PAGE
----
Originally Posted by Vengeance Race Engines
That's not entirely true. You don't want to jack the car up as you need to check it on level ground at ride height with suspension loaded with driver. There should be no need to add/multiply/subtract/divide etc...it helps to have the back of the driveshaft disconnected from the yoke, and use an angle finder on the flats of the pinion yoke. Whatever angle that is, that is what the pinion angle is. At that time, if you have a girdle diff cover with a flat spot on the back, check that angle and see if it is the same or if it is off, note how much it is off by so you can check it from there instead of having to crawl under the car and disconnect the shaft everytime. Angle of the driveshaft means nothing. What negative angle you start with depends on the setup. Stock type suspension can be anywhere from -6 to -2, ladder bar and 4-links can be anywhere from -2 to 0 as they do not move. There is no mathematical formula to know how much it will move, so you get a starting point depending on what parts are used, and creep up on it. We also make sure the engine has just enough of an angle for proper oil drain back, but no more than 3-3.5 degrees. Knowing where the driveshaft is and adding and dividing by 2 or whatever people do, does nothing, the rear influences the driveshaft on launch, not the other way around. Optimally, you want the rear inline with the driveshaft and transmission on launch. There is no formula to know where that will be because you won't know how much it moves, other than track performance so adding and dividing doesn't do much nor will it give you a number to be at that will make it "inline" when launching the car. If you don't have enough negative angle, the pinion will go into positive, meaning past that center, or "inline" and will not run as good, also leading to broken u-joints. If you need a baseline on where to start, fill us in on what parts are used, but doing it that way won't help you much. 2cents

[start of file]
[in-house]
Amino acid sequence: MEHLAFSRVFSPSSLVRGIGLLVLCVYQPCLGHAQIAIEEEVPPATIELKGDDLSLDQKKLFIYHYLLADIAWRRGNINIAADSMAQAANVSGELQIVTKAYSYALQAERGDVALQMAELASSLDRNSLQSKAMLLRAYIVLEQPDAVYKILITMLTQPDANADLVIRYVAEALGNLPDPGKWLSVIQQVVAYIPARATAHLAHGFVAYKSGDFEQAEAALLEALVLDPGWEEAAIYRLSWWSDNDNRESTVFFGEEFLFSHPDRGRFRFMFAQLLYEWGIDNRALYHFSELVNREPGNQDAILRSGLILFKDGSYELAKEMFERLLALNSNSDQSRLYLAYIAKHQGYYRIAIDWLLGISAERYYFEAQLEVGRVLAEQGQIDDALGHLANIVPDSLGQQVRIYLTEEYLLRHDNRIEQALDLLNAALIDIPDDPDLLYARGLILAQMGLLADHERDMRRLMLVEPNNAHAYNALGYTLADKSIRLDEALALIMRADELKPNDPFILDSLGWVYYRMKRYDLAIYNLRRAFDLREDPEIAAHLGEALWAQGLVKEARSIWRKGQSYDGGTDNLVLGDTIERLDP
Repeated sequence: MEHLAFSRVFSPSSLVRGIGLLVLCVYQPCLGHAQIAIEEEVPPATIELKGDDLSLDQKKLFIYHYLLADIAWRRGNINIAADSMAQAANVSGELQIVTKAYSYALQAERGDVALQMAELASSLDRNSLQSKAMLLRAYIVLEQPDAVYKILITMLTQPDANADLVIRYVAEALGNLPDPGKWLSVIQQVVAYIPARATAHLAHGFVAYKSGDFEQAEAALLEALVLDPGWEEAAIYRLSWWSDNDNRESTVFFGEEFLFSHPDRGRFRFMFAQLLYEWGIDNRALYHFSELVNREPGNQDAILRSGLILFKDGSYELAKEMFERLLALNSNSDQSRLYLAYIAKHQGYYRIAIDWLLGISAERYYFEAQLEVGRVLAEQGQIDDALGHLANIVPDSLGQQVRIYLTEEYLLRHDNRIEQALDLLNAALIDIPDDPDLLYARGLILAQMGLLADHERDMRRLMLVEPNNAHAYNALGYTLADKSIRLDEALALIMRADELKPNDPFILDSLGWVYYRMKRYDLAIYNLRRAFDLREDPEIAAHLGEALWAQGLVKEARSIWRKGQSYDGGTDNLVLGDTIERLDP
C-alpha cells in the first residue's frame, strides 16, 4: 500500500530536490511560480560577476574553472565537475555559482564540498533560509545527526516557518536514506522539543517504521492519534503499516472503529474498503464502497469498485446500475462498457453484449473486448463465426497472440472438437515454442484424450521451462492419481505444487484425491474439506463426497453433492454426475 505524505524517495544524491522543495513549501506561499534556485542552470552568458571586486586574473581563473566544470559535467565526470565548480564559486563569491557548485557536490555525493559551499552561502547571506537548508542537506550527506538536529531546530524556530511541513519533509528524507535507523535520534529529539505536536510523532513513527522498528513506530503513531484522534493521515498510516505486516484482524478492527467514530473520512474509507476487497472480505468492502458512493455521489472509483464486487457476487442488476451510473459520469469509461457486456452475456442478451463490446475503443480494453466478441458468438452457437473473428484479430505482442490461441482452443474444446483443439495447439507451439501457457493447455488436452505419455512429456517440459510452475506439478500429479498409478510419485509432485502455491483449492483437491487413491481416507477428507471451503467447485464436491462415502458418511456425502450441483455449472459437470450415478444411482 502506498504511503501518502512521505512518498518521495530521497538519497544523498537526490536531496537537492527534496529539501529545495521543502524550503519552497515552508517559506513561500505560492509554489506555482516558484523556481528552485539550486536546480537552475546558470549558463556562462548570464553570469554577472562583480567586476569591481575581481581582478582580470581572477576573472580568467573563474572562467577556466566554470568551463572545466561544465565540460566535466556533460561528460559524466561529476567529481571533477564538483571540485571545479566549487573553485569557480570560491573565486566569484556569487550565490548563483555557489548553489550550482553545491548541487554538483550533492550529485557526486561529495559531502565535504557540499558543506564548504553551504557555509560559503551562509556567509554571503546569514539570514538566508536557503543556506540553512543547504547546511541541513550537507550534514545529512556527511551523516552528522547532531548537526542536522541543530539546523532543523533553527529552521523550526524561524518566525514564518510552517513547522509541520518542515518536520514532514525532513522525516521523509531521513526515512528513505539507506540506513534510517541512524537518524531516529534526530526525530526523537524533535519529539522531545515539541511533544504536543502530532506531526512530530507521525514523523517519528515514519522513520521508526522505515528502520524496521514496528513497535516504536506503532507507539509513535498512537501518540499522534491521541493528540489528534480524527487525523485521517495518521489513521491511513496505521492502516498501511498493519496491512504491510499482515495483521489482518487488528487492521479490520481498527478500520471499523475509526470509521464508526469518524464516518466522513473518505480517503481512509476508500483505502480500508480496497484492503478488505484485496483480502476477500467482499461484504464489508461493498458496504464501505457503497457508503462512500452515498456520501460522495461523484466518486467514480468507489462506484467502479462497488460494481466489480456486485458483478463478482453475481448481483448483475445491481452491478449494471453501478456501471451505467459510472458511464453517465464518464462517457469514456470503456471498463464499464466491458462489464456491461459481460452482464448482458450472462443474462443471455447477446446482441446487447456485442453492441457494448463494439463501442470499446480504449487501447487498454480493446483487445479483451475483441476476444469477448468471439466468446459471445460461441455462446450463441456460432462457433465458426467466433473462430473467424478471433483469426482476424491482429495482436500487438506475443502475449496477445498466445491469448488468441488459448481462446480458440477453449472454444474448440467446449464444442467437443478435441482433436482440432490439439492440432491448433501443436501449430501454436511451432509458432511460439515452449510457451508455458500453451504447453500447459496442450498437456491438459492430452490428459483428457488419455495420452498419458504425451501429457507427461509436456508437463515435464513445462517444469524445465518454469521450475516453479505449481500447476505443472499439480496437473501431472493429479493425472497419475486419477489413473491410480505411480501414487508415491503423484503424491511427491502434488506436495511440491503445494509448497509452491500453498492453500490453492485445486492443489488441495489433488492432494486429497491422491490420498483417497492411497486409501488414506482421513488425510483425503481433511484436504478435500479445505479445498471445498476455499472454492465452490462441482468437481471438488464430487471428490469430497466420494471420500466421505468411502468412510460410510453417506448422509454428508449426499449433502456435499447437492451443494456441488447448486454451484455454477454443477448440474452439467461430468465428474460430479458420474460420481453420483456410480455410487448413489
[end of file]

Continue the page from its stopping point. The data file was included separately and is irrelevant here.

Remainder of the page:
Beware of what people post on the internet, kids.....
The angle of the driveshaft is CRITICAL!!! The pinion angle is not just the pinion angle, as stated above. The angle of the pinion in relationship to the ground, or earth, or gravity is completely irrelevant. What is critical is the relationship of the tranmission output shaft, the driveshaft, and the pinion gear.
When setting up the driveline, the critical measurements are the working, or sometimes called, the operating angles of the front and rear u-joints. The front working angle is defined as the angle between the transmission output shaft and the driveshaft, while the rear working angle is defined as the angle between the pinion gear and the driveshaft. The front and rear working angle need to be equal, but opposite, and for smooth operation, they need to be as small as possible (preferable under 2 degrees), without being zero, under load. Here is a good diagram:
So the OP is correct, if you don't want to do any math, then position the car, with the suspension loaded, so that the driveshaft is level with respect to gravity, earth, aka "level." Then you can measure the pinion angle and the transmission angle, and those will be your working angles, because the driveshaft angle is zero.
Alternatively, you can have the car in any position, with the suspension loaded, and do some simple math, and arrive at the same results.